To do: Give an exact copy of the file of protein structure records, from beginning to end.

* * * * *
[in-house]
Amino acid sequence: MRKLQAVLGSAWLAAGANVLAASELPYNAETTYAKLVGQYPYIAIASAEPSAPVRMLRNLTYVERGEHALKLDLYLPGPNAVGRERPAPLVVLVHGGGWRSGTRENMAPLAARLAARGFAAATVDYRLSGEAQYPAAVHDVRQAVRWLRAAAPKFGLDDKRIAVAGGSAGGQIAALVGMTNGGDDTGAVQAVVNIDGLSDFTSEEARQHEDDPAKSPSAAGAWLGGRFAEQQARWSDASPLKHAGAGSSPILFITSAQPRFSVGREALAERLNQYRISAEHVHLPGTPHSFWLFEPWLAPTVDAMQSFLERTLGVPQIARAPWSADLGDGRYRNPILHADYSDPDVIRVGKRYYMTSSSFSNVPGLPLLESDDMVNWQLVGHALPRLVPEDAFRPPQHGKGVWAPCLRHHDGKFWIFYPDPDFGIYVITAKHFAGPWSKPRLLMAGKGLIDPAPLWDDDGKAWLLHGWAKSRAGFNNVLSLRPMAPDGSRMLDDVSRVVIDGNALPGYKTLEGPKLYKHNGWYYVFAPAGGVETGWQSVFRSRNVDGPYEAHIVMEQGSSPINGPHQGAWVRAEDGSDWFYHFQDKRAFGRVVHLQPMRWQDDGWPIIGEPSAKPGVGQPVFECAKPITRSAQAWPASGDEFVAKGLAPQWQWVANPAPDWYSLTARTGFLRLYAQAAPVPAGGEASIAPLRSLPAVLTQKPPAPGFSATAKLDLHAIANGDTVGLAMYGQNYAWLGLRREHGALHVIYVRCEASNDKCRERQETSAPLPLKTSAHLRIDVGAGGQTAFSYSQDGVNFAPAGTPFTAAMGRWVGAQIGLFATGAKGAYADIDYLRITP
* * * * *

[in-house]
Amino acid sequence: MRKLQAVLGSAWLAAGANVLAASELPYNAETTYAKLVGQYPYIAIASAEPSAPVRMLRNLTYVERGEHALKLDLYLPGPNAVGRERPAPLVVLVHGGGWRSGTRENMAPLAARLAARGFAAATVDYRLSGEAQYPAAVHDVRQAVRWLRAAAPKFGLDDKRIAVAGGSAGGQIAALVGMTNGGDDTGAVQAVVNIDGLSDFTSEEARQHEDDPAKSPSAAGAWLGGRFAEQQARWSDASPLKHAGAGSSPILFITSAQPRFSVGREALAERLNQYRISAEHVHLPGTPHSFWLFEPWLAPTVDAMQSFLERTLGVPQIARAPWSADLGDGRYRNPILHADYSDPDVIRVGKRYYMTSSSFSNVPGLPLLESDDMVNWQLVGHALPRLVPEDAFRPPQHGKGVWAPCLRHHDGKFWIFYPDPDFGIYVITAKHFAGPWSKPRLLMAGKGLIDPAPLWDDDGKAWLLHGWAKSRAGFNNVLSLRPMAPDGSRMLDDVSRVVIDGNALPGYKTLEGPKLYKHNGWYYVFAPAGGVETGWQSVFRSRNVDGPYEAHIVMEQGSSPINGPHQGAWVRAEDGSDWFYHFQDKRAFGRVVHLQPMRWQDDGWPIIGEPSAKPGVGQPVFECAKPITRSAQAWPASGDEFVAKGLAPQWQWVANPAPDWYSLTARTGFLRLYAQAAPVPAGGEASIAPLRSLPAVLTQKPPAPGFSATAKLDLHAIANGDTVGLAMYGQNYAWLGLRREHGALHVIYVRCEASNDKCRERQETSAPLPLKTSAHLRIDVGAGGQTAFSYSQDGVNFAPAGTPFTAAMGRWVGAQIGLFATGAKGAYADIDYLRITP